Key Tools You Must Have In Your Shed Or Garage

There are some repair and replacement job that you may not be able to do on the road, and wait until you get back home. Whether your bike needs some regular maintenance or has loose seat, nuts, and bolts that need to be adjusted, here are some must-have tools at your home garage or shed:

A Good Set Of Brushes

Even if you don’t go dirt biking and only ride on the town/ city roads, your bike still accumulates a lot of dirt and dust from outdoors. Over time, this can impact the performance of your bicycle hence we recommend you to invest in a good set of brushes to clean different parts and components with ease.

A good quality set should include a large brush for the bike frame, a paintbrush for derailleurs, nooks, and crannies, and long-handled brushes for the difficult to reach areas.

Cycle Repair Stand

If you are a passionate touring cyclist then chances are when you get back home, there will be a lot of repairing, tightening and adjusting jobs to be done. Having a special cycle repair stand like this comes handy to keep the bike firmly in one place while you work on it.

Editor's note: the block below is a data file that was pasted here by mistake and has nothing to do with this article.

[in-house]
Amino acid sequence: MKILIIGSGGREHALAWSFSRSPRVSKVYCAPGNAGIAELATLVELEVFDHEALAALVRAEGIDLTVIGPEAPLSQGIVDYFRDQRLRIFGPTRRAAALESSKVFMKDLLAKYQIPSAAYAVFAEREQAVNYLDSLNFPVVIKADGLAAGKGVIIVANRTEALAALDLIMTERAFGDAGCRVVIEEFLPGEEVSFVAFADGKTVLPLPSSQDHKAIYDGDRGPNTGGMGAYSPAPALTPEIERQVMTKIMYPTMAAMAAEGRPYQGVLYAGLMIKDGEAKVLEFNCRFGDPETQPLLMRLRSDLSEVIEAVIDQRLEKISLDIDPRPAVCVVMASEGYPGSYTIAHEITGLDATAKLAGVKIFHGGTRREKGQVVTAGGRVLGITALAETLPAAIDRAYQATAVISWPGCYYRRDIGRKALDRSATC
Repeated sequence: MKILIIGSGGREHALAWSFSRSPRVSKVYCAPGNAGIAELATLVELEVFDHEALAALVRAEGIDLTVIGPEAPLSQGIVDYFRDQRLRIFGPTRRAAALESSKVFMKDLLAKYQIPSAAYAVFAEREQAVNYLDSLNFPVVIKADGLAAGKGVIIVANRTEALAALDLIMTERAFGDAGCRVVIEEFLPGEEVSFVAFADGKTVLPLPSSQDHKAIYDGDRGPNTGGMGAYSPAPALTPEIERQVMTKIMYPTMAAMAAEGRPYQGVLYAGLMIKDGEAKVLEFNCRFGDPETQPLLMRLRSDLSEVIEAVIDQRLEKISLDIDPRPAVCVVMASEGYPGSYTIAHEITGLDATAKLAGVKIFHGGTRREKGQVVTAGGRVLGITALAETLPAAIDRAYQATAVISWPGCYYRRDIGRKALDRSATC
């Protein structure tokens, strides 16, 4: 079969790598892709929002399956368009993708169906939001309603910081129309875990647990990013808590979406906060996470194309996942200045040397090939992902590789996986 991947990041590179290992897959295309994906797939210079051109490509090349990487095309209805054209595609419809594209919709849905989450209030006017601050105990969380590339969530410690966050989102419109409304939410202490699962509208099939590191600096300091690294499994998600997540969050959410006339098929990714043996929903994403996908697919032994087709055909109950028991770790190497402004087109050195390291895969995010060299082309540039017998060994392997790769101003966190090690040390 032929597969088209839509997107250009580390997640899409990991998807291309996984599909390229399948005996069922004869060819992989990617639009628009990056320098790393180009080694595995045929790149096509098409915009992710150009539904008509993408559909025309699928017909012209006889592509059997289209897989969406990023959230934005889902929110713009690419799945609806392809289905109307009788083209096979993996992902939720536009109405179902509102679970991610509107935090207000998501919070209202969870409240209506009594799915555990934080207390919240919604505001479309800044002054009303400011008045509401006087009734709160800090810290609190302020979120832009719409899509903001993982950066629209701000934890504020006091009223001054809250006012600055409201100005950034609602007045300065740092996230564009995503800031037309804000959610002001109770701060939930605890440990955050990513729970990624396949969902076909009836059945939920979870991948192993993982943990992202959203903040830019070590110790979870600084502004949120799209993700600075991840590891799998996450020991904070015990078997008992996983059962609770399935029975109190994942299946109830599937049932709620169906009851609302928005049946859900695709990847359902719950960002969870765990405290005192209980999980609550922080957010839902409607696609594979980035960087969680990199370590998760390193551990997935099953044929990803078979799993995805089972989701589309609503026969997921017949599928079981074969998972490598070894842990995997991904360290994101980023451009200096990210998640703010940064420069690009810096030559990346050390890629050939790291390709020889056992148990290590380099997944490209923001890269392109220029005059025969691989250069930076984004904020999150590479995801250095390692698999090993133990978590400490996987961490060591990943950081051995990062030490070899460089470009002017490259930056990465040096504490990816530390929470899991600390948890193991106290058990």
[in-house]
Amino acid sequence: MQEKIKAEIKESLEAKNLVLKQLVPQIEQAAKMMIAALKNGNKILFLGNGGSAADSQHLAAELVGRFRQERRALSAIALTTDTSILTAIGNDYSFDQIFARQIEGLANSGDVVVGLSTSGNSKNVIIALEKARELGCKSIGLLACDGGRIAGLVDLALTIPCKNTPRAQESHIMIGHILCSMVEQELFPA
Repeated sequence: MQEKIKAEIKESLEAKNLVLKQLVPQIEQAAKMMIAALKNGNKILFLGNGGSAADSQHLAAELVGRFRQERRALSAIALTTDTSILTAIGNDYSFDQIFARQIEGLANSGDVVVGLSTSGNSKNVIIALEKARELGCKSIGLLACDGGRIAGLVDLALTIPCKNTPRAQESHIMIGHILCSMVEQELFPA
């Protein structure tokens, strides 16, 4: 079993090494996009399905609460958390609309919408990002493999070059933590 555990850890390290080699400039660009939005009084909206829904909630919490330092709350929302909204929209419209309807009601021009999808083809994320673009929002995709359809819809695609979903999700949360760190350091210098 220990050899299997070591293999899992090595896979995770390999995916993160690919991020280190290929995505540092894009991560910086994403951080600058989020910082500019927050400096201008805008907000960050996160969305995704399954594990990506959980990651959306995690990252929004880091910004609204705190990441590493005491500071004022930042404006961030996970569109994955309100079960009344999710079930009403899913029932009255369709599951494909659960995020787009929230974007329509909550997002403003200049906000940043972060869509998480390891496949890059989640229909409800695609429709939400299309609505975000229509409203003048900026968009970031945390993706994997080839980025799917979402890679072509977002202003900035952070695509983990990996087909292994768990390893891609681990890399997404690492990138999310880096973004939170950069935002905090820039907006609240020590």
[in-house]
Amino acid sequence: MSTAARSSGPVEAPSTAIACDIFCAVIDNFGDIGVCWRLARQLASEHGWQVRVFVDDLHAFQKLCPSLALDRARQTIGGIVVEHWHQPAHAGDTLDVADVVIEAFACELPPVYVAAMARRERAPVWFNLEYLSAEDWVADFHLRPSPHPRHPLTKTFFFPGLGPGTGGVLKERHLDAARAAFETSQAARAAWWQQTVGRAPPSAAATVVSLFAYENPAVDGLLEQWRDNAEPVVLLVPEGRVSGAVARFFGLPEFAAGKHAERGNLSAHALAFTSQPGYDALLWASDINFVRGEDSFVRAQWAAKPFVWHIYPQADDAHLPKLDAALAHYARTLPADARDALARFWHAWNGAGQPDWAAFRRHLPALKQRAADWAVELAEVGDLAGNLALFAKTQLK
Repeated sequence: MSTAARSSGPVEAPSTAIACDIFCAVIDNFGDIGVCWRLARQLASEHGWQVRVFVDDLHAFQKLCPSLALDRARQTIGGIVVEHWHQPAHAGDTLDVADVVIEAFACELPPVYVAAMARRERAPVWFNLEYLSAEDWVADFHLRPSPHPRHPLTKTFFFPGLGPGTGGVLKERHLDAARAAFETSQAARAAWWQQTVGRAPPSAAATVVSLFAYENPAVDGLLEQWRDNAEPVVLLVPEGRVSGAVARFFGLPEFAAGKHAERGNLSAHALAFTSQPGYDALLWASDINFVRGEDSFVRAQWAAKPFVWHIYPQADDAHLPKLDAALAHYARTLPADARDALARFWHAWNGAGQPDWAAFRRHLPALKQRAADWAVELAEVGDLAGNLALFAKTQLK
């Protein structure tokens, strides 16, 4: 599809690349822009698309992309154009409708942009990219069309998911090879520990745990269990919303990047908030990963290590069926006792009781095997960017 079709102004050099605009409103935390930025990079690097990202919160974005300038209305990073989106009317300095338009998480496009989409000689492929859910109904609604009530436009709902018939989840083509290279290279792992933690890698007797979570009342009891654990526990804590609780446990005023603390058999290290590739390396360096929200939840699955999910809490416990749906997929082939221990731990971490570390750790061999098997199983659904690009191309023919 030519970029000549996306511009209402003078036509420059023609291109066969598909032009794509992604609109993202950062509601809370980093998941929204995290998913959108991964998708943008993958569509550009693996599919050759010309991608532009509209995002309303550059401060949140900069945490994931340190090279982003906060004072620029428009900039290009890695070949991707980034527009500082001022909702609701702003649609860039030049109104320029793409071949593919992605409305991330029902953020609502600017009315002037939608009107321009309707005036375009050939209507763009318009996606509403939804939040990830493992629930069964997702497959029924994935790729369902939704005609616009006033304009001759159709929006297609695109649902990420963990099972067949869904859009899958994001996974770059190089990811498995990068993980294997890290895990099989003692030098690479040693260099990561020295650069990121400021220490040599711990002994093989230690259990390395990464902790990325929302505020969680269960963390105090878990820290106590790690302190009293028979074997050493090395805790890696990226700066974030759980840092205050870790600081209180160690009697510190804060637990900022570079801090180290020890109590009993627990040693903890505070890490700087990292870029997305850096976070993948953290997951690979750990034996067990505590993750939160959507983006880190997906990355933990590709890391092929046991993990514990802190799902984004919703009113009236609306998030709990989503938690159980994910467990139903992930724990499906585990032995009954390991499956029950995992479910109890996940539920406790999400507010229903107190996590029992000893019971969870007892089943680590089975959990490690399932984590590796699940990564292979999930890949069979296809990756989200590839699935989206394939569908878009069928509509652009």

We suggest you to look for a light and portable bike repair stand with a tripod base to get enough stability to provide support to the heaviest bikes. A frame made from high-grade aluminum construction will last for years.

Chain Wear Checker

If you are planning to go on a road trip soon, it makes sense to check your chain to ensure that it does not break in the middle of your tour. For passionate cyclists, we suggest investing in a good quality chain wear checker.

Please bear in mind that the 11- and 12-speed drivetrains have a much different life span than the 9 and 10-speed drivetrains. The latter needs to be replaced much quickly and a chain wear checker helps in taking the guesswork out of this.

Chain Cleaning System

Take a closer look at the cycle chain and you will probably find all types of dirt and grime accumulated there. Leaving a dirty chain as it is can greatly damage your drivetrain by infusing grit into each component, and this eventually damages the shift quality.